My own family story includes Katie Baratz Dalke, President of the advisory board for Advocates for Informed Choice, member of the medical advisory board for the Androgen Insensitivity Syndrome Support Group, and a first year resident in psychiatry the Medical School of the Unversity of Pennsylvania. Katie has Androgen Insensitivity Syndrome (AIS), a condition in which a genetically male (XY) individual is resistant to male hormones called androgens, resulting in the presentation of some or all female physical characteristics. 

Amophrast's report on Katie Baratz Dalke's talk to the BMC post-bacs last spring, about intersex

Amophrast: if you start using the phrases "between-gender" and "within-gender", then same-sex couplings seem to be the dafault. Between-gender could be just about any combination ....

Katie: you could call this a same-sex marriage

How might you shape a family (if you had a child "of a strange shape")?
How might you intervene, as a medical practitioner, in a family w/ an intersexed child?
How might you adjudicate, as a legislator, in decisions about medical intervention?
How might you advise, as independent counsel to the government on scientific matters?

National Academy of Sciences (NAS)
Established: 1863
Membership: Approximately 2,200 members 400 foreign associates

The National Academy of Sciences was established in 1863 to address the government's urgent need for an independent advisor on scientific matters. As science began to play an ever-increasing role in national priorities and public life, the National Academy of Sciences expanded to include the National Research Council in 1916, the National Academy of Engineering in 1964, and the Institute of Medicine in 1970.

Some material to "think with"-->

"a major threat to the human rainbow is the misclassification of human diversity as disease" (p. 280).

"each of us as members of a human community [should] assume more responsibiility for one another. We should know our neighbors, value them, and love them ... we, in all our shapes and sizes ... are healthy" (p. 304)

Parens on "Surgically Shaping Children":
we have disordered social practices, not disordered bodies!
debates about self-shaping technologies:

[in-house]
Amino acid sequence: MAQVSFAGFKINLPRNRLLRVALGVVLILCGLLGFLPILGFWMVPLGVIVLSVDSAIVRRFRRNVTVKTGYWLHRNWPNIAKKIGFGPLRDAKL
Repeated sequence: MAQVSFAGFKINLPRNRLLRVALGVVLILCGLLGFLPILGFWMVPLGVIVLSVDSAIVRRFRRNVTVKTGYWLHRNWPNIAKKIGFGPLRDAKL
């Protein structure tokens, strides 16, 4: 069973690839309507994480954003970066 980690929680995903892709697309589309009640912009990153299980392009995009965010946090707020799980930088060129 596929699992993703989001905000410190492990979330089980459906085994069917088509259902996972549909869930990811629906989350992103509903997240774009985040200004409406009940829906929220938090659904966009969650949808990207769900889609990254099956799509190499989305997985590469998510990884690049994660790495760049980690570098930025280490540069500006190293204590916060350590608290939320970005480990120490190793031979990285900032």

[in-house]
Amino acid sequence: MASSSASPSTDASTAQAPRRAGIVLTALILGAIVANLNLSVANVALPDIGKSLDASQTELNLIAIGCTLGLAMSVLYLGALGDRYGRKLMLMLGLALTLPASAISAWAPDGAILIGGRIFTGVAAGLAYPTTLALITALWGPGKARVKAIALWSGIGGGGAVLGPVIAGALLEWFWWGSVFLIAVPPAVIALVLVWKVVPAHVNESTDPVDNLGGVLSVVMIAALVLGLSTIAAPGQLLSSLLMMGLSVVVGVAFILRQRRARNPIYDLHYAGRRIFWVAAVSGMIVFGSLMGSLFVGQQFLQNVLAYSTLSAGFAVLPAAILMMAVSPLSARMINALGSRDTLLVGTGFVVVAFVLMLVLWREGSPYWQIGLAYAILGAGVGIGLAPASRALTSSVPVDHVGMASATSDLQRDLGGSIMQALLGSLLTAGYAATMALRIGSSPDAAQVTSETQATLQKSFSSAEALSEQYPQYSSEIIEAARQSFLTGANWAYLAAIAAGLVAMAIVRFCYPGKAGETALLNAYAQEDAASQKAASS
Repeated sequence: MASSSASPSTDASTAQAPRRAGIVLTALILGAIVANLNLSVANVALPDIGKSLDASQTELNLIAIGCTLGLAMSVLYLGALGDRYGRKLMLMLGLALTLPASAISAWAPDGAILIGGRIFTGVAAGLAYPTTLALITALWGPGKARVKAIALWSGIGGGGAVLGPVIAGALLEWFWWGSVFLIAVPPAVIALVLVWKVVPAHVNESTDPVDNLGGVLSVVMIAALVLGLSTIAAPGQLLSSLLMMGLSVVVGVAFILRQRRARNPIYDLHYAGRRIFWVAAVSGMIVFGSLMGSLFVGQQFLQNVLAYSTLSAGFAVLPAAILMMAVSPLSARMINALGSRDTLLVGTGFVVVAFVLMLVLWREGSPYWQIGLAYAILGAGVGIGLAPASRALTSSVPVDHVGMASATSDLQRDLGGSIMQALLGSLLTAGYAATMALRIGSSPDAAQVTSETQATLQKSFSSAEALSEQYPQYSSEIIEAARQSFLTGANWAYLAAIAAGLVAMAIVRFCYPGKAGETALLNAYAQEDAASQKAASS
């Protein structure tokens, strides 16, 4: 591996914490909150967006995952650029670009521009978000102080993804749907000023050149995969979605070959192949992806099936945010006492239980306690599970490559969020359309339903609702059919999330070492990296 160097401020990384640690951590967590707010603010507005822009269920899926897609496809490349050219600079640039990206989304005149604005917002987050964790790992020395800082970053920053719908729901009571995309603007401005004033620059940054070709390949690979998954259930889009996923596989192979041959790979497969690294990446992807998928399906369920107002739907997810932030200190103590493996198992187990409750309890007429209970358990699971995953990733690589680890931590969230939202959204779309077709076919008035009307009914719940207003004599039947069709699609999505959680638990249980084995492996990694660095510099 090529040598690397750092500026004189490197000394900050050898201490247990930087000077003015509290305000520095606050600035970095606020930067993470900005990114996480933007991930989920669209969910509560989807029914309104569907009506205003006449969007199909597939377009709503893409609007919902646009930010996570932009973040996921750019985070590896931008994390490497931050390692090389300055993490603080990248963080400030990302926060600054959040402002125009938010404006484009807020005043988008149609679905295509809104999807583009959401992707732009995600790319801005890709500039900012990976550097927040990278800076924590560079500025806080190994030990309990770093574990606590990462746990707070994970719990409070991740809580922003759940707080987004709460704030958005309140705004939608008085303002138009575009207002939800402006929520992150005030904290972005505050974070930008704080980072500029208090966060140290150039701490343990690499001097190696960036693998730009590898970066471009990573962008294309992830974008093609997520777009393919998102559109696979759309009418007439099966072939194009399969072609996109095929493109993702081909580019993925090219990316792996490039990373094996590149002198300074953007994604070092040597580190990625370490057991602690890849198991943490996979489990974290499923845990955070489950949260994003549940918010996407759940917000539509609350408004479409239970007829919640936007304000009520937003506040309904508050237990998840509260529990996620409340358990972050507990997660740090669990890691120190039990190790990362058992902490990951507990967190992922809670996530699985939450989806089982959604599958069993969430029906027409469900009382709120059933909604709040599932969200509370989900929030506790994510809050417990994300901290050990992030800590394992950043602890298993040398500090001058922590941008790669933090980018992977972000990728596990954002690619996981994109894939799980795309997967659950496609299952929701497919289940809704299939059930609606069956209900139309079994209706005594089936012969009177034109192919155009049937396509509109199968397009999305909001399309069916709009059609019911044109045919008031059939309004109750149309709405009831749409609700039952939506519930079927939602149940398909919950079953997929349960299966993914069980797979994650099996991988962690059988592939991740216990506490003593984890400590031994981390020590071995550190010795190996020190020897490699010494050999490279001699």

a worry that--in using technologies to transform identities--
individuals are becoming "inauthentic"

how to balance parental obligations to let children "be," and to "shape" them?
what are the costs to the child of surgeries to "make others feel better"?
on the fuzzy distinction between physiological and psychosocial functioning

is technology "morally neutral," or does it (as per
Heidegger) offer a "particular way of revealing things"?
in which things are "set upon" and "challenged forth," their particularity erased,
as they are made "anonymous and interchangeable"?

do we treat the child's body as raw material, made to
be shaped to the "natural," "normal," "orderly"?

cf. "consumer-protection bioethics" w/ the "Socratic" form,
which attends to the connections between practices and people
(or: no decisions are individual)

since desire for normalcy=desirability=recognition,
it is our responsibility to establish new norms (=atypical anatomies)
(and so resolve the) tension between the master narrative of
the "scientific fix" and the need to affirm human variation 

What do you think about this idea?

Cf. Charlie: Lucky for me, I was born straight .... Straight ... is not questioned. I am able to choose to identify myself, love whoever, act however, without any questioning. I am simply, and Anne this is a shout-out to you, being "normal".

Cf. Parens, quoting sociologist Priscilla Alderson, "Grace is the virtue of living with what cannot be fixed; resisting fantasies of repair or restitution, and accepting the limits of one's own effectiveness .... We need to beware of thinking of our bodies as mere stuff, which we can put to whatever purposes we see fit" (p. xxv).

How might you shape a family (if you had a child "of a strange shape")?
How might you intervene, as a medical practitioner, in a family w/ an intersexed child?
How might you adjudicate, as a legislator, in decisions about medical intervention?
How might you advise, as independent counsel to the government on scientific matters?

Count off by 6's; in each group of four: one of you is
* the parent of a daughter w/ incomplete androgyn sensitivity (=abnormal genitalia, no health problems);
* the gynocologist who delivered the child, and is
advocating re-shaping this body to conform to gender norms;
* a legislator, voting on whether to have this "self-shaping surgery" covered by health insurance,
* a member of the National Academy of Sciences, advising the legislators who are about to vote.


III. break, to the tune of Amphrast's alternative to Lady Gaga

IV. Kaye on testosterone and scientific literacy....